“What we have learned from First Movers is the importance of setting measurable goals and defining a systematic approach to inclusion across the organization. This means everything from recruiting to rewarding, developing, retaining and promoting women. And, then, we must ourselves accountable to meet these goals,” said Peluso.

The study also provides guidance on key steps to creating a culture that fosters gender equality in the workplace. Organizations looking to drive change need to implement concrete initiatives that directly impact performance goals and incentives at every level of the organization. The study lays out a roadmap for change that includes the following imperatives:

·         Make gender equality in leadership a business priority. Just as you would for any other formal business priority, legitimize your commitment by including the advancement of women in your organization’s formal business plan with key performance indicators (KPIs), budget, and assigned resources. Select one or more senior executives to lead the charge.

·         Create a culture of inclusion. Include gender equality in your organization’s strategic mission statement, as the vast majority of First Movers do. Create programs that support more flexible work arrangements and formal sponsorship initiatives.

·         Make leadership accountable for gender equality results. It is the senior executives who truly have the power to make elevating women to leadership positions a key strategic business priority. Further, this is where the board of directors can play a role as part of their fiduciary responsibilities to grow the business.

Access the full study findings here.

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Vodacom cuts cost of smallest bundle by 40%

The country’s largest mobile operator has kept to a promise made last month to slash the price of entry-level data packages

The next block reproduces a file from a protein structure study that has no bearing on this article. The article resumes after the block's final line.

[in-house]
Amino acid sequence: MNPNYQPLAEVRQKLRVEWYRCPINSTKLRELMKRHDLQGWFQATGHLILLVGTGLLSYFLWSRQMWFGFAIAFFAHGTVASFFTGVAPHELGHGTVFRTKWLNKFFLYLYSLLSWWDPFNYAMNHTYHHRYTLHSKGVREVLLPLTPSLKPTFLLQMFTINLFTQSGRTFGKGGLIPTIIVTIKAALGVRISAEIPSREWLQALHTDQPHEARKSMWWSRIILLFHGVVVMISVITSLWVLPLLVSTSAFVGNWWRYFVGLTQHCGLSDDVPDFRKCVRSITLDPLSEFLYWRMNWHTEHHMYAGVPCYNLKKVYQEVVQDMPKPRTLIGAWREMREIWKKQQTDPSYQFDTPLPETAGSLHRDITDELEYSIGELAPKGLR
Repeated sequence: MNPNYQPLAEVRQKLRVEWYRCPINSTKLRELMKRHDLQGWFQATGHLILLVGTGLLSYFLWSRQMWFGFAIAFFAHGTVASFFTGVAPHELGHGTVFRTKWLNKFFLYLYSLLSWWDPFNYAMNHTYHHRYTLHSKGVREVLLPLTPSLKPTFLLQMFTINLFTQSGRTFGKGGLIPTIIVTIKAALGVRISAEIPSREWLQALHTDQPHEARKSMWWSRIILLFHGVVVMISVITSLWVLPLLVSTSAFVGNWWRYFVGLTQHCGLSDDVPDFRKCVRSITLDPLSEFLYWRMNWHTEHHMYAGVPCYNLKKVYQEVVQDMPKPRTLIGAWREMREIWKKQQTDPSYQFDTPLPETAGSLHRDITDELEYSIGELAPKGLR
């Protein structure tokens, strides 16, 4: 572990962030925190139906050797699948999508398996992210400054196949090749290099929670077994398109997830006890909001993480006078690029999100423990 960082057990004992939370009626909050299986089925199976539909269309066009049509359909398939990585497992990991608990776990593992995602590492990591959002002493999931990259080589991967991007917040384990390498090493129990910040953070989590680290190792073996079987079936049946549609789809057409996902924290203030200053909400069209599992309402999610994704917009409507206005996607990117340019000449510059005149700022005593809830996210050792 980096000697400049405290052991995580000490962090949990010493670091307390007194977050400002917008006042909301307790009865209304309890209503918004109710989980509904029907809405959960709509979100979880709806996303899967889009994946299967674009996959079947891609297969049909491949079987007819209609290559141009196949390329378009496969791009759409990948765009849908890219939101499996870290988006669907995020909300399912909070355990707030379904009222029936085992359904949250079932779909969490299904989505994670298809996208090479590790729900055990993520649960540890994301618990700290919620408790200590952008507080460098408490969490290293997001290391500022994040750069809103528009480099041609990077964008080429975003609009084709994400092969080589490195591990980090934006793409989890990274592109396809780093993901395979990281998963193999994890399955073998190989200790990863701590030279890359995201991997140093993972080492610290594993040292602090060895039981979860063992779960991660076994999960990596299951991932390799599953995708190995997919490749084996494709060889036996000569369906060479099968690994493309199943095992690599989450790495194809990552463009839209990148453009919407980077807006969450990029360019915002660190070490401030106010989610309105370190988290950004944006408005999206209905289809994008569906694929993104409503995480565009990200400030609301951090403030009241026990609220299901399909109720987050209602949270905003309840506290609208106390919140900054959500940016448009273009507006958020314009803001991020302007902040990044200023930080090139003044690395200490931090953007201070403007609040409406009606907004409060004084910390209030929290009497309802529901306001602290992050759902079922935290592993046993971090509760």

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Vodacom has cut the data price of its lowest-cost bundle by 40%, reducing the price of a 50MB 30-day bundle from R20 to to R12. This follows from the operator’s promise in March, when it announced a 33% cut in the cost of 1GB bundles, to reduce prices of all smaller bundles by up to 40%.

Vodacom’s various 30-day data bundle prices will be cut across all of its channels, with the new pricing as follows:

30-day bundle size New Price Reduction
50MB R12 40%
150MB R29 33%
325MB R55 33%
500MB R79 21%
1GB R99 34%
3GB R229 23%
5GB R349 14%
10GB R469 22%
20GB R699 31%

Vodacom confirmed it will provide free data to access essential services through Vodacom’s zero-rated platform ConnectU with immediate effect. The value of these initiatives, it says, is R2.7-billion over the next year.

“Vodacom can play a critical role in supporting society during this challenging time and we’re committed to doing whatever we can to help customers stay connected,” says Jorge Mendes, Chief Officer of Vodacom’s Consumer Business Unit. “Since we started our pricing transformation strategy three years ago, our customers have benefitted from significant reductions in data prices and the cost of voice calls. Over the same period, we invested over R26 billion in infrastructure and new technologies, so our customers enjoy wider 2G, 3G and 4G coverage and vastly increased data speeds.”

The latest data reductions will complement the discounted bundle offers that will also be made available to prepaid customers in more than 2,000 less affluent suburbs and villages around the country. For qualifying communities to access further discounted voice and data deals, they need to click on the scrolling ConnectU banner on the platform via connectu.vodacom.co.za